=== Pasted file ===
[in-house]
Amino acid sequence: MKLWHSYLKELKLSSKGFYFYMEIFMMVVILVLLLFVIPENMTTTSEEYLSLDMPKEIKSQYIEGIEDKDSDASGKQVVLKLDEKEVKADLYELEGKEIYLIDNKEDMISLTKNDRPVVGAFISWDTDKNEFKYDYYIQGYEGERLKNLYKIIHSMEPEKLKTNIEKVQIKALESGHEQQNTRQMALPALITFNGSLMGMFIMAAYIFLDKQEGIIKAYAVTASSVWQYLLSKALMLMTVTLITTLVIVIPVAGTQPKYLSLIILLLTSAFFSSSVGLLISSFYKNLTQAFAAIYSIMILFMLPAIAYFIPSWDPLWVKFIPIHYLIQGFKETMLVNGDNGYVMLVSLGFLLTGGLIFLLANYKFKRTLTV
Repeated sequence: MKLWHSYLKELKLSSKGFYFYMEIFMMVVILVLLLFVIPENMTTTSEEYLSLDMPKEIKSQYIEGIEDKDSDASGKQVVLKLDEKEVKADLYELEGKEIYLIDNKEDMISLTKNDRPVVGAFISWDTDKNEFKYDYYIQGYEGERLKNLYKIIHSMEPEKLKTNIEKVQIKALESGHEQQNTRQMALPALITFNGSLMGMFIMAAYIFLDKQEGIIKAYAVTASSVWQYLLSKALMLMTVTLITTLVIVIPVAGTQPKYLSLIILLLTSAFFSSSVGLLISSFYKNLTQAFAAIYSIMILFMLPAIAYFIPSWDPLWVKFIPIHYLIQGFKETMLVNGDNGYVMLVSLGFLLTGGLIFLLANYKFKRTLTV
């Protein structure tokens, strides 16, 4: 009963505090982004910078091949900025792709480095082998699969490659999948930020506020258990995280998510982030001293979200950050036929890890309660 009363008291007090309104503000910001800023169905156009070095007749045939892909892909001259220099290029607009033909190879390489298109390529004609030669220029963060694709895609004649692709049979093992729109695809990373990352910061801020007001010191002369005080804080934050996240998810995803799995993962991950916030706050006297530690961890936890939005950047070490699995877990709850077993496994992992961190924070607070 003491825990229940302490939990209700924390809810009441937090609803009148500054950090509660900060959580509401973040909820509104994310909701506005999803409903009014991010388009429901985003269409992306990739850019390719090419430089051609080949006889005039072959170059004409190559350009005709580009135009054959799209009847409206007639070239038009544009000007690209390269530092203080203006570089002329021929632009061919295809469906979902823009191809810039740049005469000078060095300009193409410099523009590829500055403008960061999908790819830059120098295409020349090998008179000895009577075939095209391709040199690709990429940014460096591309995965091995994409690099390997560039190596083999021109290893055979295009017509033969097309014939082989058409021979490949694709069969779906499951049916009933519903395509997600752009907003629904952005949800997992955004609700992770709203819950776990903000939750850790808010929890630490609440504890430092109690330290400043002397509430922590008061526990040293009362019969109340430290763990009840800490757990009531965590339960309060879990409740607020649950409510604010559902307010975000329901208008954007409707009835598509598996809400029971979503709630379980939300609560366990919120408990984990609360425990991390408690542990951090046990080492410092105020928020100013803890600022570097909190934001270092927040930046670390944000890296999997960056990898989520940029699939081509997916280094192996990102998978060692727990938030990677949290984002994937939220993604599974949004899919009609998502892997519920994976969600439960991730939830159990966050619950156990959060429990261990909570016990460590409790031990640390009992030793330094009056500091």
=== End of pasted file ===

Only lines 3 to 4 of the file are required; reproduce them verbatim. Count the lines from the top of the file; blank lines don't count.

Repeated sequence: MKLWHSYLKELKLSSKGFYFYMEIFMMVVILVLLLFVIPENMTTTSEEYLSLDMPKEIKSQYIEGIEDKDSDASGKQVVLKLDEKEVKADLYELEGKEIYLIDNKEDMISLTKNDRPVVGAFISWDTDKNEFKYDYYIQGYEGERLKNLYKIIHSMEPEKLKTNIEKVQIKALESGHEQQNTRQMALPALITFNGSLMGMFIMAAYIFLDKQEGIIKAYAVTASSVWQYLLSKALMLMTVTLITTLVIVIPVAGTQPKYLSLIILLLTSAFFSSSVGLLISSFYKNLTQAFAAIYSIMILFMLPAIAYFIPSWDPLWVKFIPIHYLIQGFKETMLVNGDNGYVMLVSLGFLLTGGLIFLLANYKFKRTLTV
């Protein structure tokens, strides 16, 4: 009963505090982004910078091949900025792709480095082998699969490659999948930020506020258990995280998510982030001293979200950050036929890890309660 009363008291007090309104503000910001800023169905156009070095007749045939892909892909001259220099290029607009033909190879390489298109390529004609030669220029963060694709895609004649692709049979093992729109695809990373990352910061801020007001010191002369005080804080934050996240998810995803799995993962991950916030706050006297530690961890936890939005950047070490699995877990709850077993496994992992961190924070607070 003491825990229940302490939990209700924390809810009441937090609803009148500054950090509660900060959580509401973040909820509104994310909701506005999803409903009014991010388009429901985003269409992306990739850019390719090419430089051609080949006889005039072959170059004409190559350009005709580009135009054959799209009847409206007639070239038009544009000007690209390269530092203080203006570089002329021929632009061919295809469906979902823009191809810039740049005469000078060095300009193409410099523009590829500055403008960061999908790819830059120098295409020349090998008179000895009577075939095209391709040199690709990429940014460096591309995965091995994409690099390997560039190596083999021109290893055979295009017509033969097309014939082989058409021979490949694709069969779906499951049916009933519903395509997600752009907003629904952005949800997992955004609700992770709203819950776990903000939750850790808010929890630490609440504890430092109690330290400043002397509430922590008061526990040293009362019969109340430290763990009840800490757990009531965590339960309060879990409740607020649950409510604010559902307010975000329901208008954007409707009835598509598996809400029971979503709630379980939300609560366990919120408990984990609360425990991390408690542990951090046990080492410092105020928020100013803890600022570097909190934001270092927040930046670390944000890296999997960056990898989520940029699939081509997916280094192996990102998978060692727990938030990677949290984002994937939220993604599974949004899919009609998502892997519920994976969600439960991730939830159990966050619950156990959060429990261990909570016990460590409790031990640390009992030793330094009056500091």